I have hundreds - literally hundreds of these little silicon moulds which I use for making kawaii sugary things. This one makes a cookie about a cm in diameter.

That's too big for what I want to do with it, but you can use the inside in the same way as you would use a texture mat. Tiny ball of clay first...

... then just press it onto the inside of the mould so it picks up the imprint from the inside.

I can repeat this a couple of times to make some teeny cookies. As long as the clay ball is about the same size, the final product should be too.

I've just used one of my sugarcraft cutters to nip a bite out of one of them.

I've used a small snowflake cutter here as I can't seem to find the lily of the valley one I normally use for bite marks, but anything that leaves a small enough imprint will be fine.

Baked in the oven until done and they are ready to glue onto the bezel. I've used E6000 glue here as it's really strong and will bond things to metal, but any craft glue should be fine as the cookies are so tiny and light.

Cookies on the tray! I've added a few tiny tiny crumbs of brown polyemer clay around the bitten one.

3D fabric paint is great for adding mock icing to things. I like this stuff especially as of all the brands I've tried it dries really fast and leaves a nice non-tacky finish. Icing the cookies...

...adding a little bit of fake sugar. This stuff is actually small shards of plastic, but it looks like sugar sprinkles and sticks neatly in the paint.

And we're all done.

Cookies in the absence of real sugar! I guess I better get back to my paperwork!

Wednesday, 8 September 2010

Travel files - Korea

Yet more holiday photos from the last year. Well, I say holiday, I mean work.

One day I will go somewhere that doesn't have a conference attached to one end of it, but at the moment, I'm just enjoying the ride.

Monday, 6 September 2010

The one with the wedding cake

I apologise for the intermittent blog service; I think I've just hit my limit when it comes to emergency baking...

This is a 9 inch single tier wedding cake. I made it last week and then spent the two days trying to get it to absorb as much firewater as it will take. Anyone who's ever made a vodka water melon at short notice will understand.

Then I marzipanned it and iced it. I was going to take photos, but I was so wrapped up in the project I couldn't even take a decent shot at the end. It's iced in ivory fondant, dusted with pearl lustre powder and finished with white royal icing and gold and ivory organza ribbons. The spray is made from sugar stars, sugar hearts, real pearls and gold glass beads held onto white florist wire with jewellery making crimps.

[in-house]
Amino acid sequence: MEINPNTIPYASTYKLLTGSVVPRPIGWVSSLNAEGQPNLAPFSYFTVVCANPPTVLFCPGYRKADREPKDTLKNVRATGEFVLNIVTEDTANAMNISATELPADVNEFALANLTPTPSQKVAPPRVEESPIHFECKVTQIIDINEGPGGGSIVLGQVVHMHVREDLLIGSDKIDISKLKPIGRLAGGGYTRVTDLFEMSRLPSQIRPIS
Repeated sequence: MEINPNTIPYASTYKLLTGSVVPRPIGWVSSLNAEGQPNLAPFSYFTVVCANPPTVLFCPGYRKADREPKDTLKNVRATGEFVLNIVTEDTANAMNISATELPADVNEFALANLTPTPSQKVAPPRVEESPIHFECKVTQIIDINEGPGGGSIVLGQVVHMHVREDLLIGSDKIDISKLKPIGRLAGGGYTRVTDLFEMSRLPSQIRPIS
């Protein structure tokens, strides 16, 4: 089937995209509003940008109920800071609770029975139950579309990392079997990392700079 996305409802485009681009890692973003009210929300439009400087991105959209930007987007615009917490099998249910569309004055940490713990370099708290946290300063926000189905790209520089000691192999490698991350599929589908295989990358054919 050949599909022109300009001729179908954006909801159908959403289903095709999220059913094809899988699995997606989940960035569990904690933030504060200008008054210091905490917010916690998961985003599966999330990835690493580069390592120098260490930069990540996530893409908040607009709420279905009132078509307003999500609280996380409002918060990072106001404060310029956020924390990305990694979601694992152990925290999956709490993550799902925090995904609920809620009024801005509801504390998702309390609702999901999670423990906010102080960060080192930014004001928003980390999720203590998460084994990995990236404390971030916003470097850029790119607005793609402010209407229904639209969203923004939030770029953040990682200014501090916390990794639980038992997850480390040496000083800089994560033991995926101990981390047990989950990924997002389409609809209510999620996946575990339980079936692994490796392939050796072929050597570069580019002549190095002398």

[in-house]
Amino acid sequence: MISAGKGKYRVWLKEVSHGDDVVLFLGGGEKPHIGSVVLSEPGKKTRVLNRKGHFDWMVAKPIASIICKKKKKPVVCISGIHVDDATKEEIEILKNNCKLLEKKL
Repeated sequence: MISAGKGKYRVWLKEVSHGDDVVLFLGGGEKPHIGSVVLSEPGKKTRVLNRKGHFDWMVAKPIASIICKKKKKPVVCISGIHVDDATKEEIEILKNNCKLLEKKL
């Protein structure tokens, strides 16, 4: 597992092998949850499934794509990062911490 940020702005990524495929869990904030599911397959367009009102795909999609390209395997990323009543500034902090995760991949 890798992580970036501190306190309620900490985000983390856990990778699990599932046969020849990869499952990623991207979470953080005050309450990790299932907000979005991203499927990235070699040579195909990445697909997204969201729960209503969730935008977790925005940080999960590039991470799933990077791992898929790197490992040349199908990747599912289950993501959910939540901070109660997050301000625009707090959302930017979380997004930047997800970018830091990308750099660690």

I have developed a new love of pearl lustre powder, it's awesome. It hides everything. Okay, so it makes me look like I've been clubbing with a load of underaged kids, but I can live with being shiny for a couple of days.

I think I need a holiday!

Tuesday, 24 August 2010

The rhythm of my heart

I have been having fantastic fun with these heart shaped bezels and resin, so I thought I'd try out mounting something other than watch parts.

This is an old copy of a depressing piece of choral music that I retrieved from a room being cleared out at work. I'm normally a bit funny about cutting up things like this, but as it damaged beyond repair and destined for the recycling, I don't feel too bad about it.

I can cut out a shape to fit my bezel using a craft knife and trim the edges in so it fits.

One thing I found out the hard way is that resin eats paper. It makes it go transparent. One way of stopping this is to give the piece to be set a quick coat of PVA glue before applying the coat of resin.

In this case, I've left a few spots clear of glue because I want to make the paper look older but I've coated most of the surface. As I don't want to see the bezel underneath, there are actually three paper heart shapes underneath this one, so even when it does go transparent I should see faded ageing paper rather than shiny silver.

These bezels take about 3 mL of resin, so I'm only making up a small volume here.

Applying the resin and resisting the urge to poke it for what seems like an eternity and you get this. The one on the left has three layers of paper and looks much older than the one on the right - which just has one and has been fully sealed.

This screams gothic to me, so I'm just finishing it of with some dark ribbons and a Czech glass bead to add a bit of sparkle.

Huge thank you to Angela for feeding my new found craft obsession! - her Folksy shop A Bead Cornucopia is here, and she has lots of these wonderfully deep settings in different shapes.